of the sale of the Collateral. The Bankruptcy Court denied the motion, finding that
Margolis did not meet the requirements of § 506(c). The District Court affirmed, and
Margolis filed this appeal.
II.
The Bankruptcy Court had jurisdiction under 28 U.S.C. § 157. The District Court
had jurisdiction under 28 U.S.C. §§ 158(a) and 1334, and we have jurisdiction under 28
U.S.C. §§ 158(d) and 1291. We review the Bankruptcy Court’s factual findings for clear
error, but apply plenary review to its legal conclusions. In re Visual Indus., Inc., 57 F.3d
321, 324 (3d Cir. 1995). Our review of the District Court’s decision is plenary “because
[it] sits as an appellate court in bankruptcy cases.” Id.
Margolis seeks to collect fees and expenses out of the proceeds of the sale of the
Collateral. In general, such fees and expenses are not chargeable against secured
collateral. Visual Indus., 57 F.3d at 324. Instead, they ordinarily may be charged only
against the surplus of the debtor’s estate. Id. However, section 506(c) of the Bankruptcy
Code provides a limited exception to this rule, which allows a claimant to “recover from
property securing an allowed secured claim the reasonable, necessary costs and expenses
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of preserving, or disposing of, such property to the extent of any benefit to the holder of
such claim . . . .” 11 U.S.C. § 506(c).
Section 506(c) is designed to allow a claimant who has expended funds to
preserve or dispose of secured collateral to recover those funds from the secured creditor
who directly benefitted from them, thus “prevent[ing] a windfall to the secured creditor at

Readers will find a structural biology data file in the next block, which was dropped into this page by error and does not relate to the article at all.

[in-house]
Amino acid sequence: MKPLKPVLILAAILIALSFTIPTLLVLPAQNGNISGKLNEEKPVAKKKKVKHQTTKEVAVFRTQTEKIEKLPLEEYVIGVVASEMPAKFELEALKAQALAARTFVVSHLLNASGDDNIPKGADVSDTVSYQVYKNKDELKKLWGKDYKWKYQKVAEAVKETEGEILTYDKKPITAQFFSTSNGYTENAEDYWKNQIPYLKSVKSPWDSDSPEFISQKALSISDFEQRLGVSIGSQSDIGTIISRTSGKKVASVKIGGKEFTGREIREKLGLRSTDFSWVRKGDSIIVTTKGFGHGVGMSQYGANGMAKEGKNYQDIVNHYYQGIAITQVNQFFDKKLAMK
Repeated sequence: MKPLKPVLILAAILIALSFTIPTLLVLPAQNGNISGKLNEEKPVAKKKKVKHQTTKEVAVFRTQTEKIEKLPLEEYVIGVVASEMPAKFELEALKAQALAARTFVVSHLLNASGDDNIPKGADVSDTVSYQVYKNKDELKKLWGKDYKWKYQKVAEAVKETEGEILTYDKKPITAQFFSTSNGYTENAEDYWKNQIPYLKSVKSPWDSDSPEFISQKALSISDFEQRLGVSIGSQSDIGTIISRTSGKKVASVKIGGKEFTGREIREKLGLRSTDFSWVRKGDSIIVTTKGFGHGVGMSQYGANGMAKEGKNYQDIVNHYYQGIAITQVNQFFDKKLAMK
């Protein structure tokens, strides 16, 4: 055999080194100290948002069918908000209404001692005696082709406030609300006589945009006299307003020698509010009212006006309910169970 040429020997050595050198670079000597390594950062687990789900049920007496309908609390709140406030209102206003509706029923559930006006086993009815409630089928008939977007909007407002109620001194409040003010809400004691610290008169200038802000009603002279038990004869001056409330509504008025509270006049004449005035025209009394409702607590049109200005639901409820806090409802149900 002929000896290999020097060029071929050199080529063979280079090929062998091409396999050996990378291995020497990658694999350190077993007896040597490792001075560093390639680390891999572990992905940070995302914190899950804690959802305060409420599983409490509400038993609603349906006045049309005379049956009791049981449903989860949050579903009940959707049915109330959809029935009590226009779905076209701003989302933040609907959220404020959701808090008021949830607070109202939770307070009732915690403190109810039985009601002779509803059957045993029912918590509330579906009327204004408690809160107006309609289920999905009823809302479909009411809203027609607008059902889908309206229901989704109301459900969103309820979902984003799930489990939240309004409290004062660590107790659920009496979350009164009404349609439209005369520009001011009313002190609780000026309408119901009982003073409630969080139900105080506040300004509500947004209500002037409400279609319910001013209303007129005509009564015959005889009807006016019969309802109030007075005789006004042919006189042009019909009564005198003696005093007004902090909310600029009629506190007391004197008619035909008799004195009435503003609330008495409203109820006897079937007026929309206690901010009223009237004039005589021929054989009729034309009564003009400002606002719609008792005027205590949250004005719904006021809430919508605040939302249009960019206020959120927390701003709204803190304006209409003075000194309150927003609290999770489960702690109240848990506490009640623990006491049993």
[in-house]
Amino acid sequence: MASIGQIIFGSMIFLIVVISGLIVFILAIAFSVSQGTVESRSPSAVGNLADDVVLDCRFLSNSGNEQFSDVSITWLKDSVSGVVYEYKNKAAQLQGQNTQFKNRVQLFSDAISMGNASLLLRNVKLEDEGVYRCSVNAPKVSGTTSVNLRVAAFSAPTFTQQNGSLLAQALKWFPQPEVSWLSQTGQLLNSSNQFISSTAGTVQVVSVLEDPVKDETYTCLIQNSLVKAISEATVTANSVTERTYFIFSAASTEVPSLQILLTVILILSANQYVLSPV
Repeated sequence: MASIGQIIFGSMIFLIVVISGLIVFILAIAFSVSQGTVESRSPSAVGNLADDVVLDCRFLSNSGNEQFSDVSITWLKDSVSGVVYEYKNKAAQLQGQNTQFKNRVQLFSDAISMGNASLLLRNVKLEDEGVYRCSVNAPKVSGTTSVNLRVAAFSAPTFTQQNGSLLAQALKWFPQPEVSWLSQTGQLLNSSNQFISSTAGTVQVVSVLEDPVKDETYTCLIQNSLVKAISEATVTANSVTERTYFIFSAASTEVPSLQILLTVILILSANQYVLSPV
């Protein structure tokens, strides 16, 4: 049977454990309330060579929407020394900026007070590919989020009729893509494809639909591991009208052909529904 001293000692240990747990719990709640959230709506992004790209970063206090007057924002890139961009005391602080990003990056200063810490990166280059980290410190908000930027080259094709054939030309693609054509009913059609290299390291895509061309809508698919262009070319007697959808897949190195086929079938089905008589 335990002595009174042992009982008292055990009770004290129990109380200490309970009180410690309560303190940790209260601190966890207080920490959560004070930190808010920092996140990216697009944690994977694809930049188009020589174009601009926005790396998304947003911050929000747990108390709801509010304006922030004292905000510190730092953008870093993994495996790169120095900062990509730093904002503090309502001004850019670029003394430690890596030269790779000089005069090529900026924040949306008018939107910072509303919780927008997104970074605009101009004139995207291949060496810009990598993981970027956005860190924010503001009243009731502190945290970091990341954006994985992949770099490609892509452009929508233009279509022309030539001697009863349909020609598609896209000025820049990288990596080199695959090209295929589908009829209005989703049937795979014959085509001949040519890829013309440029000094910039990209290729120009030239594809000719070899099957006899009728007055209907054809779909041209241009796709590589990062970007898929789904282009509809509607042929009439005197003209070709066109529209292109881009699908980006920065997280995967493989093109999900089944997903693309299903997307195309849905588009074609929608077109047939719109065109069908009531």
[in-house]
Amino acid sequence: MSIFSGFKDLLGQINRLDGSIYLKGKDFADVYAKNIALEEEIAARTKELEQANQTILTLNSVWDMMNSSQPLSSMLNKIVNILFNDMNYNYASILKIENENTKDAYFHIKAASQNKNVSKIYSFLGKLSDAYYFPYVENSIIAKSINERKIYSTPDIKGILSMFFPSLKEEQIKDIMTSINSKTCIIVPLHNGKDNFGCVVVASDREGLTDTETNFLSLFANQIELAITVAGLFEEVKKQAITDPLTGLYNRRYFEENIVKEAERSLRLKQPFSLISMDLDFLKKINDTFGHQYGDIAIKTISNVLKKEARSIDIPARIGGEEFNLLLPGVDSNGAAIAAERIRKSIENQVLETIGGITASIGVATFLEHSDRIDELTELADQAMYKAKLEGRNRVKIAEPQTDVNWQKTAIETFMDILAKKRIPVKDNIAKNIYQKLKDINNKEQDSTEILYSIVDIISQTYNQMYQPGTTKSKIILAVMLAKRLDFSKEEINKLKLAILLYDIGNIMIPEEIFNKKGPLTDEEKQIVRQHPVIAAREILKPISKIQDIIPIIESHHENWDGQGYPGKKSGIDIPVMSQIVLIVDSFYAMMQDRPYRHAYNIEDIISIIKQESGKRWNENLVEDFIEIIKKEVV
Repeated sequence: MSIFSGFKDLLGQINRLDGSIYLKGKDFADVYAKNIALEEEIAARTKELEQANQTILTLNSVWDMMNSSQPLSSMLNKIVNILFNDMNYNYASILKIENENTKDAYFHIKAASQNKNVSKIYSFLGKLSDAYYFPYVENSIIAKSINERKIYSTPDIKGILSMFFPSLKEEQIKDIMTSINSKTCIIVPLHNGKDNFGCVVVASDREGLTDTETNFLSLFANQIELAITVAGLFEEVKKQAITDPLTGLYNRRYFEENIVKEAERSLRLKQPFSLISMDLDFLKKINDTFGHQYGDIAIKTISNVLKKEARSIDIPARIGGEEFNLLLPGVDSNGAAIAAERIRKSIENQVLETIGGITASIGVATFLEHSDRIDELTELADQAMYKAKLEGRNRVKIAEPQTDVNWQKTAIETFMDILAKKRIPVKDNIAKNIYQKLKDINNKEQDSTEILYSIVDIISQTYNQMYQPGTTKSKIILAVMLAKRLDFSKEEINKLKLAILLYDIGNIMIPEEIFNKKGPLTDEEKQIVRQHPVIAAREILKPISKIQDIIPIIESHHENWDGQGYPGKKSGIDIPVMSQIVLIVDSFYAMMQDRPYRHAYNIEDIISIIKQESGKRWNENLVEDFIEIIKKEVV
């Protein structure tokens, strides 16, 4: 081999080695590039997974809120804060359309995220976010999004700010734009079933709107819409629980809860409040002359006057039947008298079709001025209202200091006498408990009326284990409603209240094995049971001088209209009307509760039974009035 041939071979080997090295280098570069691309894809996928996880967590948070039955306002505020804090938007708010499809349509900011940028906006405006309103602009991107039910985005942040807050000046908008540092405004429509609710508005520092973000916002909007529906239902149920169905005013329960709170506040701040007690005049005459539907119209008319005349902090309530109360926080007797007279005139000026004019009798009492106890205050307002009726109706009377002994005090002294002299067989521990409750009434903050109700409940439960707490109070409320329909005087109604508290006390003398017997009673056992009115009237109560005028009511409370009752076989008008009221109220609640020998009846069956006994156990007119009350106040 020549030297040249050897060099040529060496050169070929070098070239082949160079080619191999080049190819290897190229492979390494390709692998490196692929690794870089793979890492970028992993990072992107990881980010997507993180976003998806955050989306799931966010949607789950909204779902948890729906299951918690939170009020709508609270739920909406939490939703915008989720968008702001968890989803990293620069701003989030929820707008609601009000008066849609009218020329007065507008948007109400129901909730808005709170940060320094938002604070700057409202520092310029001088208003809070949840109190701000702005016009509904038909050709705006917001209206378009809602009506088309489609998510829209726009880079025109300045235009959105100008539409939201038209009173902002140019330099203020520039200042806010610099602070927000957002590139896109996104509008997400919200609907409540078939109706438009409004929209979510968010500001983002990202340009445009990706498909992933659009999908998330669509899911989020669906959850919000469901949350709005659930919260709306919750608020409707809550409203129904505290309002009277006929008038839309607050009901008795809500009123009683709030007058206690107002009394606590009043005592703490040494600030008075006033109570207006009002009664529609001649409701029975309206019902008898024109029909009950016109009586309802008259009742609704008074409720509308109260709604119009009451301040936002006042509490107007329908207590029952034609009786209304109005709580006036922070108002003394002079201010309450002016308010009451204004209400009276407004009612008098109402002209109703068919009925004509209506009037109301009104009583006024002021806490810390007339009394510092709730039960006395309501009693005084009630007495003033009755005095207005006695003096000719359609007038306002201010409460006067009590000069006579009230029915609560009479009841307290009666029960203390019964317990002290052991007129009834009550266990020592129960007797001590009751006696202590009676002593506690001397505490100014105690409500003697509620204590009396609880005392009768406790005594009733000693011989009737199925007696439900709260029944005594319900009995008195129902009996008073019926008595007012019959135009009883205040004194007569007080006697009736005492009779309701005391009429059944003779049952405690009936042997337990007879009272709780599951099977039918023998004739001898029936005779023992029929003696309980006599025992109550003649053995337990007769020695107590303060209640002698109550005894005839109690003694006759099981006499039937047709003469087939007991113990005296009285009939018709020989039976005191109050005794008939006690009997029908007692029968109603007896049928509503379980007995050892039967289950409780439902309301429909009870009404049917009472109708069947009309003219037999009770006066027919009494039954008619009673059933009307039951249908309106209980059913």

the expense of the claimant.” Visual Indus., 57 F.3d at 325 (citing IRS v. Boatmen’s First
Nat’l Bank of Kan. City, 5 F.3d 1157, 1159 (8th Cir. 1993)). As we have explained,
however, section 506(c) permits a claimant to recover expenses from the secured
collateral only under “sharply limited” circumstances. Id. “[T]o recover expenses under
§ 506(c), a claimant must demonstrate that (1) the expenditures are reasonable and
necessary to the preservation or disposal of the property and (2) the expenditures provide
a direct benefit to the secured creditors.” In re C.S. Assocs., 29 F.3d 903, 906 (3d Cir.
1994).
Margolis asserts three theories for relief under section 506(c). First Margolis
argues that the costs and expenses of its legal services “were reasonable and necessary to
the preservation and disposition” of the Collateral (Appellant’s Br. 12); second, Margolis
asserts that BMW FS is estopped from denying that it benefitted from Margolis’s
services; and finally, Margolis argues that it should be able to recover its fees and
expenses under section 506(c) because its efforts to sell the Collateral were thwarted only
when BMW FS sought releases from Debtors in violation of New York law. We will
discuss each theory in turn.

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A.
At the outset, we reject Margolis’s argument that the proper inquiry under section
506(c) is “whether [a secured creditor] benefited or could reasonably have been expected
to benefit from Special Counsel’s efforts.” (Appellant’s Br. 18.) In support of this
standard, Margolis cites to a 1980 decision from the Eastern District of Pennsylvania
Bankruptcy Court. See In re Hotel Assocs., 6 B.R. 108, 112 (Bankr. E.D. Pa. 1980). We
have not adopted the standard articulated in Hotel Associates. Rather, we have read
section 506(c) as requiring “a direct benefit to the secured creditors.” C.S. Assocs., 29
F.3d at 906.
Applying this standard, Margolis fails to meet the requirements of section 506(c)
because it cannot demonstrate either that its expenditures were necessary to preserve or
dispose of the Collateral, or that its efforts directly benefitted BMW FS. Although
Margolis points to several services it undertook, including “exposing the Franchise and
the Debtors’ single purpose Facilities for sale,” “soliciting prospective bids” for the
Collateral, and “consummating purchase agreements,” (Appellant’s Br. 18), these efforts
did not result in an actual sale. Instead, BMW FS, along with the Chapter 7 trustee, sold
the Collateral to LSI after the case had been converted from Chapter 11 to Chapter 7 and
Margolis had already withdrawn. As the District Court noted, an affidavit submitted by
Eliot Wagonheim, an attorney who represented LSI in negotiations for the purchase of
the Collateral, supports the Bankruptcy Court’s conclusion that Margolis was not